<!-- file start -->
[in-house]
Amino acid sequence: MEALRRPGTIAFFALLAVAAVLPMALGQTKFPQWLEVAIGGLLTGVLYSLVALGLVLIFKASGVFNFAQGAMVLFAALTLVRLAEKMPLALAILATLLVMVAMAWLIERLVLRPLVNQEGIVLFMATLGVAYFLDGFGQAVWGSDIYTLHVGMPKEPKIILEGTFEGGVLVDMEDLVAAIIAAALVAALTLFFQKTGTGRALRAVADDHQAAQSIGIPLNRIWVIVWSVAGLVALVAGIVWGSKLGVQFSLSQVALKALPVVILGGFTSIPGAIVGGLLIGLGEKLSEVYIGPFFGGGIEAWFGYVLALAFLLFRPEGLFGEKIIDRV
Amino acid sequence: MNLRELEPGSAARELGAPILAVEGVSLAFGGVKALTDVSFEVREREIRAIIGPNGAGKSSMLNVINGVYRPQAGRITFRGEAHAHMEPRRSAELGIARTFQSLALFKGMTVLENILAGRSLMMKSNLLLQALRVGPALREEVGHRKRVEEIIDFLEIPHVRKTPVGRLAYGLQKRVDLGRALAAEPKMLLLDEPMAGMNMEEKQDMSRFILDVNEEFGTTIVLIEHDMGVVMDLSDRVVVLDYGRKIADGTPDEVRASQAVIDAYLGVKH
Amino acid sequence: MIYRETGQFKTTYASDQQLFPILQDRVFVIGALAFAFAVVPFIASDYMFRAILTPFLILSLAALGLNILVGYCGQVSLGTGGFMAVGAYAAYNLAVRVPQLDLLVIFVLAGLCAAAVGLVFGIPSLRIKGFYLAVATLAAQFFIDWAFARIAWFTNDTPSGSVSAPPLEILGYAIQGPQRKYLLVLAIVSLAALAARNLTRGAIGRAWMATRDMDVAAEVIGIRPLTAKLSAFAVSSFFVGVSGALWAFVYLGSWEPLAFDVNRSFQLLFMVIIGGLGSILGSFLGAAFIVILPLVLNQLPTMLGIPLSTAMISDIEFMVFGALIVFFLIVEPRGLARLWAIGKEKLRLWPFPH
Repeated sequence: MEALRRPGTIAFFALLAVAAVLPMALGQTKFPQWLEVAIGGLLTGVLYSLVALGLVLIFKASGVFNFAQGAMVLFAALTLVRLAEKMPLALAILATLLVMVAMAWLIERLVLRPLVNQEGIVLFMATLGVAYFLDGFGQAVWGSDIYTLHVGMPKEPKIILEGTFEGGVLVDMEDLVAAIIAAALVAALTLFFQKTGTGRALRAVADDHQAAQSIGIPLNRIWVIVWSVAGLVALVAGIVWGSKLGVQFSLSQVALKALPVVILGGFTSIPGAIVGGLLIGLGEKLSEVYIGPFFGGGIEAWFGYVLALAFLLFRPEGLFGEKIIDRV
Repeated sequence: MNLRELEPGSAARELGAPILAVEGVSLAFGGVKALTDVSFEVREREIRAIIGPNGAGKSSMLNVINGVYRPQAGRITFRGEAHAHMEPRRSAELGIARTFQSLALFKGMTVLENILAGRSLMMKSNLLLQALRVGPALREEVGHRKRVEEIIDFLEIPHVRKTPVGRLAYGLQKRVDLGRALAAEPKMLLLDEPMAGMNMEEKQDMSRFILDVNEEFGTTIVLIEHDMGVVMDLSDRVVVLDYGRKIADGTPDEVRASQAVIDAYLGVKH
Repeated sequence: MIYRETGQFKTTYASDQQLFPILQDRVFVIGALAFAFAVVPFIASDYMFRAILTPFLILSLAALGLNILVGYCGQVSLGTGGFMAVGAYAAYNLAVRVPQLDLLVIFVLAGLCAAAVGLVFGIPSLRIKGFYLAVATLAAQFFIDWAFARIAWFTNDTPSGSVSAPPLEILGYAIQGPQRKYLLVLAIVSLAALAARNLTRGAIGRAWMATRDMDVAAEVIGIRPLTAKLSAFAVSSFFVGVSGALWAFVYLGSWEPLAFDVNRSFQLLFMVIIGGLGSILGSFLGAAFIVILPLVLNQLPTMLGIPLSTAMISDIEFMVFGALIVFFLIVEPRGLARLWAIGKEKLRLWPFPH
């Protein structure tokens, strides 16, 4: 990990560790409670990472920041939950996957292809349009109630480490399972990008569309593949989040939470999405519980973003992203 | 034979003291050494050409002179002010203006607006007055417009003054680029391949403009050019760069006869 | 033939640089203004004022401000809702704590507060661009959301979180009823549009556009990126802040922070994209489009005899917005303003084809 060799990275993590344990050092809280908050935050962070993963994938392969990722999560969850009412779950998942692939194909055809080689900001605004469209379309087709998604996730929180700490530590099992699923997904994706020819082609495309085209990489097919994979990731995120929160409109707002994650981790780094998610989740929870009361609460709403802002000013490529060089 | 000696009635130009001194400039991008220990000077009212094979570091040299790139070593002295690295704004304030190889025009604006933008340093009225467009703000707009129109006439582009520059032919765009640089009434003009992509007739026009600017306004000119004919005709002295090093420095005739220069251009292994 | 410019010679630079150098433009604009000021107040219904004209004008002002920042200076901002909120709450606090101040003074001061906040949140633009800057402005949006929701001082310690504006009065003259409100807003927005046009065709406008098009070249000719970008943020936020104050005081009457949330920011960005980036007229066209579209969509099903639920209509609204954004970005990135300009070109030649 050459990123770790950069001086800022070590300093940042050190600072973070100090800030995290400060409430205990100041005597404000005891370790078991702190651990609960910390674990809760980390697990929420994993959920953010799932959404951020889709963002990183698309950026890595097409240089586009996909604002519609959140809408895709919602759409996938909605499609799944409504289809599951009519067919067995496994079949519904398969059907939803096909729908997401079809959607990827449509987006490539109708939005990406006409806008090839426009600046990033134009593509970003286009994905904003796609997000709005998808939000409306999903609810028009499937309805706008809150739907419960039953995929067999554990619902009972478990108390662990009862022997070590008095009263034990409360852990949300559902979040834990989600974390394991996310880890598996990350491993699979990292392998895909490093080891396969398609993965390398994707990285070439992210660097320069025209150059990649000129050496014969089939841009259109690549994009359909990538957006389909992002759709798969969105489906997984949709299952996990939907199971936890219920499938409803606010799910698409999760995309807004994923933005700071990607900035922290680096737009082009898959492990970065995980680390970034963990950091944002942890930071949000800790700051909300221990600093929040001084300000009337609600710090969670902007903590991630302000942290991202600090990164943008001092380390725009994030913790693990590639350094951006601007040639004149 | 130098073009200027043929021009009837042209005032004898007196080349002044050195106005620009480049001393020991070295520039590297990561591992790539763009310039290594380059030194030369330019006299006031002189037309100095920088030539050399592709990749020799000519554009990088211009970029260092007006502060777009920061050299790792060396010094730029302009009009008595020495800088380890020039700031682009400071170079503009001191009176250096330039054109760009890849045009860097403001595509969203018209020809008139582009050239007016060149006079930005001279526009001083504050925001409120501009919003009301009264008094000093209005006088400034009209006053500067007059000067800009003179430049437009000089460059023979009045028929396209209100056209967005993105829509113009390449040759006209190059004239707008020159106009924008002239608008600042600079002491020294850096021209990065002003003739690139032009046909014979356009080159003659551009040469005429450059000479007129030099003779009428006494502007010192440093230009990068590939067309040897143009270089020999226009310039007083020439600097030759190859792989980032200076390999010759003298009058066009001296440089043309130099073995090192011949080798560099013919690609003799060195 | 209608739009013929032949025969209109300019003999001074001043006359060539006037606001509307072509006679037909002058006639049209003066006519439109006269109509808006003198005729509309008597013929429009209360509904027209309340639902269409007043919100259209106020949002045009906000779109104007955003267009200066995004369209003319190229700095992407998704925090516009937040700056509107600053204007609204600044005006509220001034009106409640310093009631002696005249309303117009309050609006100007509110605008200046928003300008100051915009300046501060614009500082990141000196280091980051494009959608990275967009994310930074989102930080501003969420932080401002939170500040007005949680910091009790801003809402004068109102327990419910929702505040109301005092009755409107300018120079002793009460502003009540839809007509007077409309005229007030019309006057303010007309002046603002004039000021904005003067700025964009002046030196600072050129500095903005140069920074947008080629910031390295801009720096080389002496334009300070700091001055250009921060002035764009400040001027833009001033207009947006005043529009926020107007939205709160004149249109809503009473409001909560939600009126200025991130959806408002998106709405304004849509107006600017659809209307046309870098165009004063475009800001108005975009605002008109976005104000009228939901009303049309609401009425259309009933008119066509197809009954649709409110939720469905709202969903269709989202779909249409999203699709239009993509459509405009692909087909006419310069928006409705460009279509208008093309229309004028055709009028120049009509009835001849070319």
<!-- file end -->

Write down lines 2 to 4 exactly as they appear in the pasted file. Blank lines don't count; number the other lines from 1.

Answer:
Amino acid sequence: MEALRRPGTIAFFALLAVAAVLPMALGQTKFPQWLEVAIGGLLTGVLYSLVALGLVLIFKASGVFNFAQGAMVLFAALTLVRLAEKMPLALAILATLLVMVAMAWLIERLVLRPLVNQEGIVLFMATLGVAYFLDGFGQAVWGSDIYTLHVGMPKEPKIILEGTFEGGVLVDMEDLVAAIIAAALVAALTLFFQKTGTGRALRAVADDHQAAQSIGIPLNRIWVIVWSVAGLVALVAGIVWGSKLGVQFSLSQVALKALPVVILGGFTSIPGAIVGGLLIGLGEKLSEVYIGPFFGGGIEAWFGYVLALAFLLFRPEGLFGEKIIDRV
Amino acid sequence: MNLRELEPGSAARELGAPILAVEGVSLAFGGVKALTDVSFEVREREIRAIIGPNGAGKSSMLNVINGVYRPQAGRITFRGEAHAHMEPRRSAELGIARTFQSLALFKGMTVLENILAGRSLMMKSNLLLQALRVGPALREEVGHRKRVEEIIDFLEIPHVRKTPVGRLAYGLQKRVDLGRALAAEPKMLLLDEPMAGMNMEEKQDMSRFILDVNEEFGTTIVLIEHDMGVVMDLSDRVVVLDYGRKIADGTPDEVRASQAVIDAYLGVKH
Amino acid sequence: MIYRETGQFKTTYASDQQLFPILQDRVFVIGALAFAFAVVPFIASDYMFRAILTPFLILSLAALGLNILVGYCGQVSLGTGGFMAVGAYAAYNLAVRVPQLDLLVIFVLAGLCAAAVGLVFGIPSLRIKGFYLAVATLAAQFFIDWAFARIAWFTNDTPSGSVSAPPLEILGYAIQGPQRKYLLVLAIVSLAALAARNLTRGAIGRAWMATRDMDVAAEVIGIRPLTAKLSAFAVSSFFVGVSGALWAFVYLGSWEPLAFDVNRSFQLLFMVIIGGLGSILGSFLGAAFIVILPLVLNQLPTMLGIPLSTAMISDIEFMVFGALIVFFLIVEPRGLARLWAIGKEKLRLWPFPH